Tax Advantaged Share Schemes: roll over provisions - CSOP, SAYE and EMI
Following a takeover it may not be practical for employees to hold options over shares in a company which has become a subsidiary.
The relevant legislation provides a facility to “roll over” tax advantaged options when a company is taken over by another company whose shares satisfy the appropriate legislation.
Number of shares
The relevant requirement is that the aggregate market value of shares under the old and the new options shall be equal at the time the rollover/exchange takes place. This fixes the number of shares under the new options.
The aggregate market value of shares under the old and the new options is a valuation matter on which SAV will nearly always need to be consulted. Again, many cases involve quoted companies and you should base the calculation on the agreed share for share exchange terms, for example, 2 Company B shares for every Company A share. Unless there are compelling reasons stick to this simple approach even if the quoted price of the shares in the two companies has diverged from the prices prevailing at the announcement. This approach should be used even where there are alternatives, such as cash or a mix of, say, cash, loan notes and shares. Only in the very rare case that the acquiring quoted company is paying wholly cash will you need to consider the example below (suitably amended). Multiple references to SAV can be avoided by companies arranging for all exchanges to take place on the same date or within a very limited period.
You can normally agree that the terms for the exchange can be based on the approach outlined above and that they will hold good for 21 days. Option holders can then be invited to exchange their options on those terms and within that period.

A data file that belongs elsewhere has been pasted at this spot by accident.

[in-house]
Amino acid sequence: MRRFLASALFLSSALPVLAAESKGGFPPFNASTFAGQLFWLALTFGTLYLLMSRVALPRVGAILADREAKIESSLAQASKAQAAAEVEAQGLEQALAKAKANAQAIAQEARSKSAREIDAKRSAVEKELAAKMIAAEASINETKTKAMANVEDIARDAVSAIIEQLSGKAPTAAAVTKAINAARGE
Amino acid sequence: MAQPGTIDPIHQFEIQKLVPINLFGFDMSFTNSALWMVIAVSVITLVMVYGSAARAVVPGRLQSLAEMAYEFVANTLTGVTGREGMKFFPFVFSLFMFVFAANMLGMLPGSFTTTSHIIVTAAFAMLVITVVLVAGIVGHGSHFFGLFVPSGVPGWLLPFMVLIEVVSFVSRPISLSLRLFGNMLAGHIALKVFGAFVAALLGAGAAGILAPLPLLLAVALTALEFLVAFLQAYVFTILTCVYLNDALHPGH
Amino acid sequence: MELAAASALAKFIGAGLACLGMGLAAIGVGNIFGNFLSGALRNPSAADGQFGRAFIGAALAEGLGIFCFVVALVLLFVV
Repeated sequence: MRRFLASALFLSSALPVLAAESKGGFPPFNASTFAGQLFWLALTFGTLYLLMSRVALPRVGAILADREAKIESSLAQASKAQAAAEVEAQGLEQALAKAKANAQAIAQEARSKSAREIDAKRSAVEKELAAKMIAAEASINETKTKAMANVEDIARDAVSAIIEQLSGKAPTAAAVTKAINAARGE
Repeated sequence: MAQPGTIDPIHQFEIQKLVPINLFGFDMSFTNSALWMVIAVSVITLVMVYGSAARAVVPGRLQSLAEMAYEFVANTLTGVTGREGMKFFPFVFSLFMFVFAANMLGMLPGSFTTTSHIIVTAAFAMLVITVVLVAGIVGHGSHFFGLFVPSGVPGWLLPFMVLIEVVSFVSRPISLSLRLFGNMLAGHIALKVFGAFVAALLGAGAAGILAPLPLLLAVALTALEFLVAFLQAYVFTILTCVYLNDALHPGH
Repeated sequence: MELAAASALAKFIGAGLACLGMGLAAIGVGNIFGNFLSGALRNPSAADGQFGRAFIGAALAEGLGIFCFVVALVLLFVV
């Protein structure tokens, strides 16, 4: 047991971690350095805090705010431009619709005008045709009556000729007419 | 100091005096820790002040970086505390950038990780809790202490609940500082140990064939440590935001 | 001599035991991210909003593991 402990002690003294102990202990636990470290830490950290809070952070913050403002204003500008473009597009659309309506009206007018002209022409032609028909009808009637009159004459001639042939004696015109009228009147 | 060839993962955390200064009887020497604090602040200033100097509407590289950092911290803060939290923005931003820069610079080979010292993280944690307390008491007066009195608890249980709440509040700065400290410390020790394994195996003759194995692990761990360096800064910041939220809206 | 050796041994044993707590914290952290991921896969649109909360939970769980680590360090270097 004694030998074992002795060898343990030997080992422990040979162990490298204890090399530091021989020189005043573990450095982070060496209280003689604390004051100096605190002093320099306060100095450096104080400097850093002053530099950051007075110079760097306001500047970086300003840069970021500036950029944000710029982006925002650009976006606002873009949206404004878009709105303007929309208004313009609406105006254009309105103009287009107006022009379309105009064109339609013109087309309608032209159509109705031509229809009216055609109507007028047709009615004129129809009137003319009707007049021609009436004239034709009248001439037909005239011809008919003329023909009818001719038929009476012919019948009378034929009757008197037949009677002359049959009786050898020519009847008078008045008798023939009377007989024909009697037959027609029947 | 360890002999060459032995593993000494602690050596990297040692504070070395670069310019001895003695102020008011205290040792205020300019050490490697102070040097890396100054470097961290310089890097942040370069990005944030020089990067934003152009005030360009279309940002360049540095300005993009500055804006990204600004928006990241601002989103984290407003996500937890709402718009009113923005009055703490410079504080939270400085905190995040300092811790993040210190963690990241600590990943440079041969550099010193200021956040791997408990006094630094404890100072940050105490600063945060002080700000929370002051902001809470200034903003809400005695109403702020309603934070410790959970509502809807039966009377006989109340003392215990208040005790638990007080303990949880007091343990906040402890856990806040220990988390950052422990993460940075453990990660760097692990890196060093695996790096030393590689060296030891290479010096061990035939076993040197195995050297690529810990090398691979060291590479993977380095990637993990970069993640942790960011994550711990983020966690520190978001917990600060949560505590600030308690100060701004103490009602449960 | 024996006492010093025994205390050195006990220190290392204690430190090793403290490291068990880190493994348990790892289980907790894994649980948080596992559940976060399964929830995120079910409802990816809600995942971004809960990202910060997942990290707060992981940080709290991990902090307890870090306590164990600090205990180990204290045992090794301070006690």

Example (Unquoted companies - cash offer)
Company A is taken over by company B for £1m.
The calculation to make is to show how many shares in B are equal to a share in A.
Company A has an issued share capital of 100,000, so its shares are worth £10 each.
Company B has an issued share capital of 1m, and is worth £10m (also £10 per share) immediately before the takeover.
However, an uninfluential minority in company B is worth £2.50 per share. You might therefore think that the adjustment for share options is 4 shares in company B for 1 share in company A.
However, because we have to do the comparison on a like for like basis we compare the undiscounted value of company B with the take-over price of company A and so the adjustment is 1 share in company B for 1 share in company A.
The relevant legislation requires that the aggregate exercise price payable by a participant under the new option must be equal to the aggregate exercise price under his/her old option. As the number of shares under the new option has been fixed, (see above) this enables the exercise price per share under the new option to be determined.